When bees have too much to drink and come back to the hive with a buzz, they annoy all the busy, sober bees. They’re just like us.

But sometimes those drunken honeybees are perceived as a threat by their hive mates, however, and get their legs chewed off.

The animal kingdom is replete with critters getting tipsy, and there’s growing evidence that many of them, like dolphins and monkeys, are doing it on purpose.

“Even our domestic pets have a taste for nature’s elixirs from time to time,” says an Instagram post from Drexel University’s Academy of Natural Sciences.

“Drugs in Nature” will be the topic of discussion for a third installment of the museum’s Adult Nightcap series June 17. Previous nightcaps focused on parthenogenesis, which is asexual reproduction without sperm, and genitalia of the animal kingdom.

“The idea is to talk about really interesting topics of nature that you can’t really discuss in a family setting,” said Mike Kaczmarczik, adult programs developer at the Academy.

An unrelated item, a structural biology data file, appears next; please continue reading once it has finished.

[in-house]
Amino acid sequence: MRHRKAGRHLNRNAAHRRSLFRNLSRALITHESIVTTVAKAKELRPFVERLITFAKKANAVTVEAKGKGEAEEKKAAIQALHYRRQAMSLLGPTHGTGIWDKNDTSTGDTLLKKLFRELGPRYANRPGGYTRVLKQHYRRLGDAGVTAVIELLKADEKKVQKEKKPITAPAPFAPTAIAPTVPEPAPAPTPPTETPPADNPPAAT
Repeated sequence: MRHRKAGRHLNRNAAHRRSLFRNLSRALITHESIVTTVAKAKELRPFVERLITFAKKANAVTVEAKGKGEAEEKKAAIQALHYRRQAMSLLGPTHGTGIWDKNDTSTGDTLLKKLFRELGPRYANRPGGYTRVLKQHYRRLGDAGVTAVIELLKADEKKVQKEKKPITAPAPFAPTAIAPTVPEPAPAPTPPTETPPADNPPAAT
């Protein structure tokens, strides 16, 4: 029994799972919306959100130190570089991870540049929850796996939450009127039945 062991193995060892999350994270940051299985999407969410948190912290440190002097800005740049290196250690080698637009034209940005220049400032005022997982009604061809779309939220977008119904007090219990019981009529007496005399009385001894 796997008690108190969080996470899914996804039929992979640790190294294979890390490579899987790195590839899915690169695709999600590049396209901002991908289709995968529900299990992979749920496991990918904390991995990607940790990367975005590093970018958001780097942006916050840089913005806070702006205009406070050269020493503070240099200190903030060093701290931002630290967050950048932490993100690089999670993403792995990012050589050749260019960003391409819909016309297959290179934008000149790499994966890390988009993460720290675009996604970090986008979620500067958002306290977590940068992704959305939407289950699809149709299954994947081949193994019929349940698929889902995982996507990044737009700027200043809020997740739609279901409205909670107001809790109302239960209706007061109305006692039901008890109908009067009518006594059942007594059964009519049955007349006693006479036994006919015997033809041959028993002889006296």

The event is online and lasts from 8:30 to 9:30 p.m. Tickets are $7 for Academy members and $10 for nonmembers and can be purchased through Eventbrite. Special guests Don Shump, a beekeeper, and veterinarian Maria Mick will discuss animal intoxication.

“She’ll discuss how some animals react to anesthesia or what happens if an animal gets into an owner’s stash,” Kaczmarczik said.

The most common form of animals getting high is from ingesting fermented fruits and nectars, but caribou have been known to eat the hallucinogenic fly agaric mushrooms, and dolphins, Kaczmarczik said, supposedly take hits from puffer fish toxins.

The late ethnobotanist and psychedelic explorer Terrence McKenna once suggested that hallucinogens helped primates evolve into humans. That became known as the “Stoned Ape Theory.”

Kaczmarczik said the nightcap series will remain online for now, but there’s been some discussion of in-person talks too.

“The audience is growing,” he said.